Book launch - Tigerish Waters in partnership with SAMH

9th November 2017

Includes readings and short play performed by BAFTA Scotland new talent winning actor Daniel Cameron & Miranda Langley

Sophie Reilly aged 21 tragically took her life last year.  Her struggle to make sense of her illness was left in a series of writings, in prose, drama and poetry, which will be available as a short volume – entitled Tigerish Waters – on Thursday 9th November 2017, with a book launch at The Hidden Lane Gallery Glasgow.  All proceeds will be donated to the Scottish Association for Mental Health (SAMH).

Her brother Samuel Reilly – a first class honours graduate of Oxford University who is keen to share Sophie’s work with a wider audience – has edited the volume, in order both to help other families coping with a family member with a mental illness, and to gain recognition of Sophie’s emerging literary talent.

‘This writing is riddled with honesty, with a delight in what most people take for granted and a continual attempt to communicate the difficulties of survival. That she succeeds – and the measure of her success – simply magnifies the loss.’ – Carl MacDougall, writer, President of Scottish PEN.

‘Sophie Reilly’s writing is powerful. A vivid cocktail of pain, honesty, intelligence and humour. But what shines through most of all is Sophie’s humanity, her compassion. These are extraordinarily insightful pieces from a hugely talented young writer we have lost way too soon.’  – Magi Gibson, poet, author of Washing Hugh MacDiarmid’s Socks (Luath Press, 2017) and Graffiti in Red Lipstick (Curly Snake, 2003).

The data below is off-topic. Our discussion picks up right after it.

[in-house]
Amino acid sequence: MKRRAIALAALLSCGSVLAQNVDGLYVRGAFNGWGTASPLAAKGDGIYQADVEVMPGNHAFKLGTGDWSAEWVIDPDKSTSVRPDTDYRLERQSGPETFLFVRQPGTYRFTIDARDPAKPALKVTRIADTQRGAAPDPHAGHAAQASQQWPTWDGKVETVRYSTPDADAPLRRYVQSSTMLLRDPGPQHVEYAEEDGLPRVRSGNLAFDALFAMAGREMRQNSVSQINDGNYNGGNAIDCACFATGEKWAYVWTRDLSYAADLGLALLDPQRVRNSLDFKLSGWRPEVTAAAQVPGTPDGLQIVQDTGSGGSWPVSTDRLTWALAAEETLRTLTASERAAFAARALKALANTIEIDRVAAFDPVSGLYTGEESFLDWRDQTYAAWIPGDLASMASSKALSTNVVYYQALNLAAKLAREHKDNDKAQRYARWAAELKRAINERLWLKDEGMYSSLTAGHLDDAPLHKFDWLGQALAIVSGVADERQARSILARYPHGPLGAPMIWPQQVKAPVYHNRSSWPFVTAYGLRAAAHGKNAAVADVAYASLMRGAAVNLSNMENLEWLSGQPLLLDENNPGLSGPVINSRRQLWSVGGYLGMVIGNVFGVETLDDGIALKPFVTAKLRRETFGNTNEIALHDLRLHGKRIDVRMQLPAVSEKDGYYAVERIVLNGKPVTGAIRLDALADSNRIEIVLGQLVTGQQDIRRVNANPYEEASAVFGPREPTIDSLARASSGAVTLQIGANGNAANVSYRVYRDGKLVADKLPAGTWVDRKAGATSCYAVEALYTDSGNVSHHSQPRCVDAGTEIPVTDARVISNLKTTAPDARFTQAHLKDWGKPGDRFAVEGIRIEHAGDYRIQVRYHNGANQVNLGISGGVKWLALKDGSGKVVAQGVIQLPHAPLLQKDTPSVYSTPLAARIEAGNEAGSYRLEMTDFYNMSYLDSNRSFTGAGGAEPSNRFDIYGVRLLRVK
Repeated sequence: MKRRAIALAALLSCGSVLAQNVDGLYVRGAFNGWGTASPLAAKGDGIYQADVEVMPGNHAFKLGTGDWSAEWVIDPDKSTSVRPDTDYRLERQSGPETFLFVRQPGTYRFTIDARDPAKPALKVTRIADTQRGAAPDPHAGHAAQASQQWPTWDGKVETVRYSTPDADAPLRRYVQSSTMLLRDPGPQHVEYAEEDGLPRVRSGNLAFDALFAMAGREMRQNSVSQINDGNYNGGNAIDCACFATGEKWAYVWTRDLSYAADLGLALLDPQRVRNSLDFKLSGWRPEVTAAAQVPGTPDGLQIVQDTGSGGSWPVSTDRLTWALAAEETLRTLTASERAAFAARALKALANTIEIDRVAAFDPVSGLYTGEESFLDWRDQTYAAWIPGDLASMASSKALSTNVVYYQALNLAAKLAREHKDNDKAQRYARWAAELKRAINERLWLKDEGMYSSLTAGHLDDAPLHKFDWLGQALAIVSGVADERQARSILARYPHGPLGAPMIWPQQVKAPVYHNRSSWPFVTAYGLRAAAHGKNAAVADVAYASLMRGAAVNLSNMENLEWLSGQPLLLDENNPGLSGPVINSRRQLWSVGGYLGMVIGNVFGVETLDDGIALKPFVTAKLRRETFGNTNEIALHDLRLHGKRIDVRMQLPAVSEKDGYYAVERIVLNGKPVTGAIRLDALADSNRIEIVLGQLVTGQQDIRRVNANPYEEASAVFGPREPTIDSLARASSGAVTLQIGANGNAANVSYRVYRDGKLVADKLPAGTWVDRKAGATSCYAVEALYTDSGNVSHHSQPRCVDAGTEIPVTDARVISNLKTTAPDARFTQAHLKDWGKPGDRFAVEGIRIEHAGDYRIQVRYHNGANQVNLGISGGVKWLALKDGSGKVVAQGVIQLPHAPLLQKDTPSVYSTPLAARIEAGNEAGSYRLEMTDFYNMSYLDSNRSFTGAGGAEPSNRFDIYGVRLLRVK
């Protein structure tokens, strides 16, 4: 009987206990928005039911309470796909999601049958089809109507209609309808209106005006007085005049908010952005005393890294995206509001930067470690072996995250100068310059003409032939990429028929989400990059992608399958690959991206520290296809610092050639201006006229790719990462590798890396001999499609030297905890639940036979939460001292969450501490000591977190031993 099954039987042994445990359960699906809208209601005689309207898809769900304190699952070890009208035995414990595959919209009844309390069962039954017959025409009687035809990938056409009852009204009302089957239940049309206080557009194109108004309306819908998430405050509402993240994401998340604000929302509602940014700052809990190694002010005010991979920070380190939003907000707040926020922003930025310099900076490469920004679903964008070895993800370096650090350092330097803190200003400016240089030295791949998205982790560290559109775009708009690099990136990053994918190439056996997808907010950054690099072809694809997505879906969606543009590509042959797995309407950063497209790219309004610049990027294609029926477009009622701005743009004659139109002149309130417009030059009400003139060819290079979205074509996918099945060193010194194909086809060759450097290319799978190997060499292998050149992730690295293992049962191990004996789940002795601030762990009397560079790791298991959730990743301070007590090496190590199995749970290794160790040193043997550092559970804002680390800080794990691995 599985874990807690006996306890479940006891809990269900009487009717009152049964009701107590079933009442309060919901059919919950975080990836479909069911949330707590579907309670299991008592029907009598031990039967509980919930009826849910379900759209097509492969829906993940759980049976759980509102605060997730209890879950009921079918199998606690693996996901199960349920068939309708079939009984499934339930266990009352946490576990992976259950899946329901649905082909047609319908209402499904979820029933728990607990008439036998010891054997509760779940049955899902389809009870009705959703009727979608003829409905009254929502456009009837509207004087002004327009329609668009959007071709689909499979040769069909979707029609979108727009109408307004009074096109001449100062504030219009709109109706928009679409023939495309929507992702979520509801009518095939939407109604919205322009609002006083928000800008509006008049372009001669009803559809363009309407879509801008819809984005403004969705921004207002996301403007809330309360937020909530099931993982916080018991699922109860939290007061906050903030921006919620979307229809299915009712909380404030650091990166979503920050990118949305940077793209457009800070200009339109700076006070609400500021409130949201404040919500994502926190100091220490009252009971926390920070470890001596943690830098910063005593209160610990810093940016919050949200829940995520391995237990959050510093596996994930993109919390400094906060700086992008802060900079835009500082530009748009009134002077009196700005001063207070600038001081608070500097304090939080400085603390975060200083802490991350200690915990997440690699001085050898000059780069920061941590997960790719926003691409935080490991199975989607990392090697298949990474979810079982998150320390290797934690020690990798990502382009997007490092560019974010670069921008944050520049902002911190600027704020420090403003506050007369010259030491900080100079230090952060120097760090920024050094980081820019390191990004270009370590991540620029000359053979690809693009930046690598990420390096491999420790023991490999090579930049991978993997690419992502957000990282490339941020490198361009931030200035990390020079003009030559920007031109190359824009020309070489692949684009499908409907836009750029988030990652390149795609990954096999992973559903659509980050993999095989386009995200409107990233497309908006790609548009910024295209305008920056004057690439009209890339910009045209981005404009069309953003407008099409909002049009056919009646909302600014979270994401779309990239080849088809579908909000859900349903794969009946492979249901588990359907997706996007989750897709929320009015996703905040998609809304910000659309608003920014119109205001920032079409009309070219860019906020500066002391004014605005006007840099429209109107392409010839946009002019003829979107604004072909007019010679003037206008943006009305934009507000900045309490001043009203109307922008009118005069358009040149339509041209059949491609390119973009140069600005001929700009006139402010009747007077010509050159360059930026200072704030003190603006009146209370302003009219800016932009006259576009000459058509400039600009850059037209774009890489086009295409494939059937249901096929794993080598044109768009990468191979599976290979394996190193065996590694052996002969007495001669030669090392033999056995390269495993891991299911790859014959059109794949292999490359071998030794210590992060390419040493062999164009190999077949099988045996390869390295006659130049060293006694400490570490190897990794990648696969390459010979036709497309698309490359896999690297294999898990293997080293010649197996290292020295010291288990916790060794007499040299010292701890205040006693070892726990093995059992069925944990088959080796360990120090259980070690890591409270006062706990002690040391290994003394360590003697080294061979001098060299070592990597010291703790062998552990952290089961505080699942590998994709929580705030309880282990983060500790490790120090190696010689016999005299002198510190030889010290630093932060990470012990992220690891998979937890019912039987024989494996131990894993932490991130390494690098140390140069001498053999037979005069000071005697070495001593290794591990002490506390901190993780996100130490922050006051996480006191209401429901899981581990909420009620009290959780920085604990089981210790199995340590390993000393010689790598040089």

‘Sophie’s voice rings out in these pages through her characters, achingly true vignettes of broken and lost souls searching for some kind of way out. Truly remarkable pieces of writing.’ – Frank Turner, singer/songwriter, winner of Kerrang! No Half Measures Award (2010) and two Association of Independent Musicians Awards (2011).

‘This collection is not only the moving record of a young woman’s struggle with mental illness, but evidence of a lucid, resourceful, and often witty literary imagination taking shape.’– Patrick Hayes, Tutorial Fellow in English Literature, St John’s College, University of Oxford.

‘Tigerish Waters is both a celebration of her creative energies, and a record of their destructive bent. We hope it reveals Sophie as she was, and in so doing, encourages her readers to reflect on the mental illnesses she suffered, and which continue to afflict so many young people today. This poignant, strangely uplifting document of her life and thought, is encapsulated in her rallying cry: “We are people, not diagnoses”.’ – Samuel Reilly, Editor, and Sophie’s brother 

“Sophie’s writing details a brave and honest account of her struggle with mental ill health. Her reflections on all of us as people and not diagnoses are beautifully crafted.  Knowing how important it can be to open up and talk we hope people who read these works will be encouraged to start their conversation.Thank you to Sophie’s family, who are raising money for SAMH through the sale of Tigerish Waters. This generosity will help us to raise awareness and most importantly be there for people when they need us.”   - Jo Anderson, Director of External Affairs at SAMH.